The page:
andrew thurston

Some people who know what I do [palliative care] don’t really know what I do.

They picture me floating through the hospital extinguishing lives, blowing them out one by one like candles. They think I practice euthanasia, that my presence alone hastens death — that I consume hope and happiness like a black hole, compressing it all into nothingness. Some call me the Grim Reaper, others the Death Doctor. Some say I’m an agent of health care reform, the peddler of a secret government agenda.

The truth is, I’m none of these things.

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I’m a Palliative Care Doctor

People come and go — lives come and go — like passengers on a quickly moving train before my station, but it’s not without the utmost humility and respect that I watch them pass. If I were ever unaffected by the death of a patient, I’d think it time to stop doing what I do, and move on.

I’m a palliative care doctor, and the truth is this: I do have an agenda, but it’s not something sinister or laced with deception. My goal is simple: to make sure we treat our patients as people, not as “cancer” or “kidney failure” or “stroke” but as the unique, individual, storied people that they are. People with their own goals and values — people with their own definitions of what it means to live, even as they approach that infinite tunnel.

This is the essence of palliative care: patients as people. There are other definitions, but this, to me, is it.

Evidence supporting the impact of palliative care on quality of life continues to grow as quickly as the field itself. The landmark New England Journal of Medicine study in 2010 by Temel and colleagues showed how early palliative care involvement improves quality of life, symptoms of anxiety and depression, and survival in patients with lung cancer. Other studies have shown that many people don’t want aggressive interventions at the end of life and yet still receive these interventions. And that people want to talk about death and dying, but often don’t get the chance — because of fear, or lack of physician training in empathic communication, or cultural differences. Or something else entirely.

I’m a palliative care doctor, and I believe firmly in the work that I do, buoyed by a belief of what medicine should be, which is very different from what it often is. Medicine is about people and how people interact and communicate, about how illness impacts someone’s quality of life, about what it does to their happiness and identity. Real medicine is about a shift in perspective — about viewing our patients, not as a small microcosm of a greater disease, but as whole, complete, unique people trying to live in the midst of something terrible.

This is the Truth About Palliative Care

We meet people and get to know people. We try to find out what gives their lives meaning, what they champion in life, what they cherish but also what they hate and fear. We respond to emotion. Emotion is the fog of illness — it suffocates and obscures the path ahead but also the path behind. We try to be a presence in the fog, a hand to hold, a shoulder on which to lean. We listen, not to force an agenda but to understand and to support. And we help create medical plans based on each person’s unique goals and values, not based on stereotype or generality.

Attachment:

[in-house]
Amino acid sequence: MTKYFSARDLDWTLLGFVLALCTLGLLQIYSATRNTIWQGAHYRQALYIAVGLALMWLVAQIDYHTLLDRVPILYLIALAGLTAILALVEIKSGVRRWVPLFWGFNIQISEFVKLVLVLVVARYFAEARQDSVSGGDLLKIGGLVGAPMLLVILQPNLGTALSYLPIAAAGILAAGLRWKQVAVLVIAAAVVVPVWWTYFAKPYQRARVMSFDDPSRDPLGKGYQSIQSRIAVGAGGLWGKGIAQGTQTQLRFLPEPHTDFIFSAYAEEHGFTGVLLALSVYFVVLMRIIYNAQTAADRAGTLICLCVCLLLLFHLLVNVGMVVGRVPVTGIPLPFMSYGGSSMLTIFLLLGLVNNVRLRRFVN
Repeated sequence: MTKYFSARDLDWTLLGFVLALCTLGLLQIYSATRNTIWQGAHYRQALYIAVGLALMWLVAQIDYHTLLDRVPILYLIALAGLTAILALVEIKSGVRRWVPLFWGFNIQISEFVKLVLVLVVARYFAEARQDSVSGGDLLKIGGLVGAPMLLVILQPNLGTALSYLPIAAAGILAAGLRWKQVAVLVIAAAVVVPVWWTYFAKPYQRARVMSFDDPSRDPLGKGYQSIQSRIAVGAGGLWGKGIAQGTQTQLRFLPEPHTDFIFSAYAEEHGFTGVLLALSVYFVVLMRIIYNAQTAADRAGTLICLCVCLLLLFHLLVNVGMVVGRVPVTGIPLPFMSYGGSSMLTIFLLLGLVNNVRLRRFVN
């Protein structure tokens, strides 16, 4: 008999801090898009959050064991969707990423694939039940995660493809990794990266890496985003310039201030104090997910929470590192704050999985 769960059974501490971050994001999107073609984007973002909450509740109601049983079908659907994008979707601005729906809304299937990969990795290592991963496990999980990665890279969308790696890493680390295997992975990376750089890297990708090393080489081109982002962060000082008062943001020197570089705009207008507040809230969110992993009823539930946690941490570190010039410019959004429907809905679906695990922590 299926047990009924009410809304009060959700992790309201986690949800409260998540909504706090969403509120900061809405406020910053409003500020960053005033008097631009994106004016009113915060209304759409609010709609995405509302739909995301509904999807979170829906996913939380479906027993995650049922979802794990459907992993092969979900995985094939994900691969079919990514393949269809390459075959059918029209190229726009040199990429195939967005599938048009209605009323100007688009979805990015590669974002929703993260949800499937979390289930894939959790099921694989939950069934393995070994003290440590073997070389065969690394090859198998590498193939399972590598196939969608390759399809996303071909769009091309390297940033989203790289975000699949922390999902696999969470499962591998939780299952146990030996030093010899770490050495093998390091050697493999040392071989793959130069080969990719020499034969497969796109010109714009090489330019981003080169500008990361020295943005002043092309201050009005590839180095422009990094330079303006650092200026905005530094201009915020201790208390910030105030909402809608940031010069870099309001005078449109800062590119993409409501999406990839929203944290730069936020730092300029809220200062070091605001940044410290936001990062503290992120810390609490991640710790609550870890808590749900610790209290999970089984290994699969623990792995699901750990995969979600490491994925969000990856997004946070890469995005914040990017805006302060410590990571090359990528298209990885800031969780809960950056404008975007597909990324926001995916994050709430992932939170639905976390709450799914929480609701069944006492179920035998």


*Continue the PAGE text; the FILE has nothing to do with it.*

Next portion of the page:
We’re not salesmen. Our job is never to convince someone that his or her way of viewing the world, or terminal illness, is wrong. We don’t recommend hospice to everyone because hospice is not appropriate for everyone; some people have different goals and values regarding end of life, and there is nothing wrong with that. All that matters is what matters to you. And once we figure out what matters to you, we work with the other medical providers to accomplish that.

We are palliative care providers. Nurses, doctors, social workers, chaplains, aids, volunteers and countless others. We do what we do because this is what medicine should be: an enterprise in empathy.

People come and go, lives come and go, like passengers on a quickly moving train, but when I take a look around I realize that there are no stations in life, only moving trains. I’m on my own train heading toward my own end. Along the way I hope to meet more people and hear their stories, and remind them that none of us need ride alone.

I’m a palliative care doctor.

This is what I do.

Andrew Thurston is a palliative care physician at UPMC Mercy. This is excerpted from an article that originally appeared in on February 1, 2015.

About Palliative and Supportive Institute

At the UPMC Palliative and Supportive Institute, we have one goal: providing the top treatment for patients with serious, life-threatening illnesses. We want you or your loved one to have the highest quality of life, even when a cure is not possible. We will listen to your own wishes for care and build our support around you. We work closely with other UPMC health care professionals to provide complete support and services, both physical and emotional. We want to help you live with dignity and grace in life’s most difficult moments. Visit our website to find a provider near you.